Without going through the reams of literature on the Sun and Microsoft sites, this is what I remember from my C days. Hope this helps.

To make it simple, if we just think in 2 dimensions - Arrays can either be represented as a two-dimensional array and an array of pointers. In code this amounts to
int x[15][20];
int *y[15];

In this example, x[5][6] and b[5][6] are both valid syntactically and end up referring to a single int.

That being said, x is a true two-dimensional array: Once you create it , there will be 300 locations (that can contain int) that have been set aside, and you can use the well known subscript convention to access this rectangular (with 15 rows and 20 columns) array where you can get to x[row,col] by calculating (20 * row) + col.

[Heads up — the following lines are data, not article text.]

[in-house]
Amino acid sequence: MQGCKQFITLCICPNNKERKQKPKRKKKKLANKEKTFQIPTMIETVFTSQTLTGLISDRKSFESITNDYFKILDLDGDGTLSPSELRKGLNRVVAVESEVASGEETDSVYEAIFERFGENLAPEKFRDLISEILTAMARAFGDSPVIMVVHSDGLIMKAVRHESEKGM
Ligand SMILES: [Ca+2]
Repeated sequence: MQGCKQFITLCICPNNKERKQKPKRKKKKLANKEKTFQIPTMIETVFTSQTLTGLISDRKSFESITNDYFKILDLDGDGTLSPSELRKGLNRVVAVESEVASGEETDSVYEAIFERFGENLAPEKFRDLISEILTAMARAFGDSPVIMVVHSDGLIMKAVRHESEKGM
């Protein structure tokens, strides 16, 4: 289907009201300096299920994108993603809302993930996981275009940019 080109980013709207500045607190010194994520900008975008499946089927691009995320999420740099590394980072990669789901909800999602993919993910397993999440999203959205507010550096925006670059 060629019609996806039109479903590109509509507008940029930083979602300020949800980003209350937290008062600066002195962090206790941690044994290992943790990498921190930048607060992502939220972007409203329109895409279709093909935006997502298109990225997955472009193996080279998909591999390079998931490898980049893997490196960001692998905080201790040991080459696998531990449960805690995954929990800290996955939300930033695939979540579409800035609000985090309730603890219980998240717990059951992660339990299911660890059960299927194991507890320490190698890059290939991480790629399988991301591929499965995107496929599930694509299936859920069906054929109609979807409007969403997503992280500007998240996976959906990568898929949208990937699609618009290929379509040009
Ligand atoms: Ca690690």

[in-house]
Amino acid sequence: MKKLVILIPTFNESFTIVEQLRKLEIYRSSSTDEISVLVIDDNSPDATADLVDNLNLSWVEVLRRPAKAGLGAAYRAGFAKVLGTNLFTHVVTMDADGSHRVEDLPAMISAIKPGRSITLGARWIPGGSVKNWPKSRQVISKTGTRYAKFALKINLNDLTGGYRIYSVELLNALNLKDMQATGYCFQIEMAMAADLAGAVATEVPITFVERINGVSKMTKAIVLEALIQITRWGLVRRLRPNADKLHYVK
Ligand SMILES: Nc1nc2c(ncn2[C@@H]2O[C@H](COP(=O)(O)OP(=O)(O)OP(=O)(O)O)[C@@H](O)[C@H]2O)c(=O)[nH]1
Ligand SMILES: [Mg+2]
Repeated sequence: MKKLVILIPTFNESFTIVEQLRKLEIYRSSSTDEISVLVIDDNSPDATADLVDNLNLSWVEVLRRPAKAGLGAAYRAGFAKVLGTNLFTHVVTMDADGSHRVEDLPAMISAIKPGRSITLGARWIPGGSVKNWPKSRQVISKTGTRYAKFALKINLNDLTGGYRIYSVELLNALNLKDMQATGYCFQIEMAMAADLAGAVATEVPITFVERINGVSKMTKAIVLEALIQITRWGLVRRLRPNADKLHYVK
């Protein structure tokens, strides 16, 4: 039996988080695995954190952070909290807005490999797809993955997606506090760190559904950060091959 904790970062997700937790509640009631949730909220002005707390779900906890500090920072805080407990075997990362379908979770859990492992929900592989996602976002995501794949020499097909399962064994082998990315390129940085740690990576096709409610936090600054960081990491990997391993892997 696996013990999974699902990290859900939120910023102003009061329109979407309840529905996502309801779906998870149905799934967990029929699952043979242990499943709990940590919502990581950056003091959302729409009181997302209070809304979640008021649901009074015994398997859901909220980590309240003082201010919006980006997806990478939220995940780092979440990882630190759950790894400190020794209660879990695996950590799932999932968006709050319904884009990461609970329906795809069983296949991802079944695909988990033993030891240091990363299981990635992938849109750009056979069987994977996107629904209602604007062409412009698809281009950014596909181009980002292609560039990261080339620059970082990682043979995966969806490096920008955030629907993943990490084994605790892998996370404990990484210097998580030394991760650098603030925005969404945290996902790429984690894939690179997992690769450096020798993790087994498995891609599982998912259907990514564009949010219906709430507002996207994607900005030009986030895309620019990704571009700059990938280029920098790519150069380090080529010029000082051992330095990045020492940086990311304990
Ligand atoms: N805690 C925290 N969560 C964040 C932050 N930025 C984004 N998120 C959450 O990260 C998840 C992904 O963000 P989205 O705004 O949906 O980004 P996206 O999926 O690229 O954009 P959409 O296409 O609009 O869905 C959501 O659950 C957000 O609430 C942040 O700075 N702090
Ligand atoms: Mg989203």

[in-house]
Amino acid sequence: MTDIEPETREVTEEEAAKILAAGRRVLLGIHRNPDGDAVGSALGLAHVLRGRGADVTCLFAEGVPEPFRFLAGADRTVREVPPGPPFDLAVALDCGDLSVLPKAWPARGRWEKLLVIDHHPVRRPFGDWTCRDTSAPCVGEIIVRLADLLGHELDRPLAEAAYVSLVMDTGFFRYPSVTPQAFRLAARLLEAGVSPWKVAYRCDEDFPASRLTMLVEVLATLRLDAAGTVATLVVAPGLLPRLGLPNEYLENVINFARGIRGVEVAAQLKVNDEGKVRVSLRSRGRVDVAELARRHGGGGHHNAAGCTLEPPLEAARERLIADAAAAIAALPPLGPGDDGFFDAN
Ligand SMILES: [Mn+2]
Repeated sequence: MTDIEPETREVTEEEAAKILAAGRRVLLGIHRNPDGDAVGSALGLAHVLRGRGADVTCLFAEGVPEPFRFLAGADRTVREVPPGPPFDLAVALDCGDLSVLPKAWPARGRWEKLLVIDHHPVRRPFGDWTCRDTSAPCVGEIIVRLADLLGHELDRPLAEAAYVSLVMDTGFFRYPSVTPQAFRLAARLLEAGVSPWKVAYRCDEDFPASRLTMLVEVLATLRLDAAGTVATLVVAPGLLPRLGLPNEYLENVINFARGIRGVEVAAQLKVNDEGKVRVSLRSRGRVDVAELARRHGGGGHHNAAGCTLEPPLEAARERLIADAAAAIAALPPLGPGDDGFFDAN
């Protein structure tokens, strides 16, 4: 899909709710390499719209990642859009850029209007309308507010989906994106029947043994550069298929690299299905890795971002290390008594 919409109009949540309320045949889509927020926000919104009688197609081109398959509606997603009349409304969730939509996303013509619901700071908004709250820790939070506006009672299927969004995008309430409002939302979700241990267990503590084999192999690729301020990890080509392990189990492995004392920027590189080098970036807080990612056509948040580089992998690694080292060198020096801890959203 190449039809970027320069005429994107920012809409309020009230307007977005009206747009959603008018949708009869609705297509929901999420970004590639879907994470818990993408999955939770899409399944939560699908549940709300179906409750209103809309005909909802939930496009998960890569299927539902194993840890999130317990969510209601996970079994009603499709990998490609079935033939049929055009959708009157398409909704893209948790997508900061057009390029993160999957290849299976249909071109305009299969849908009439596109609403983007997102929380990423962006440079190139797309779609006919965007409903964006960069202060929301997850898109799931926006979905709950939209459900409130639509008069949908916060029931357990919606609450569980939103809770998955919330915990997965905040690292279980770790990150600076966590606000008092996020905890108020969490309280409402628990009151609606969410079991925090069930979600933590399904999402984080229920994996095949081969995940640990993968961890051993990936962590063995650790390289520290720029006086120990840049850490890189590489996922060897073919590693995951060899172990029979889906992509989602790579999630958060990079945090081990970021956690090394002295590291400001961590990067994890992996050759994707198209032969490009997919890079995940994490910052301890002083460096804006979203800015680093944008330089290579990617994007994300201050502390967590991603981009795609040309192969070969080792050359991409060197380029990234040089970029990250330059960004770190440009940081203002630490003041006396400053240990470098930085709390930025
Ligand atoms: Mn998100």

However in case of y, while the structure is being defined, only 15 pointers are allocated, but not initialized. (Initialization will need to be done explicitly)

There are advantages and disadvantages of this approach (pointer array or "array of arrays" or jagged array as it is called):

## Advantage:

The rows of this array can be of different lengths i.e. each element of y does not need to point to a twenty-element ROW; one element may point to a 2 elements, 2nd element may point to 3 elements, and 3rd to zero elements and so on.

## Disadvantage:

However given a best case scenario, if each element of y does point to a twenty-element array, then there will be 300 integer locations set aside, plus ten cells for the pointers which is additional.

From a current example perspective, the C sharp examples given above (in one of the previous posts) should suffice.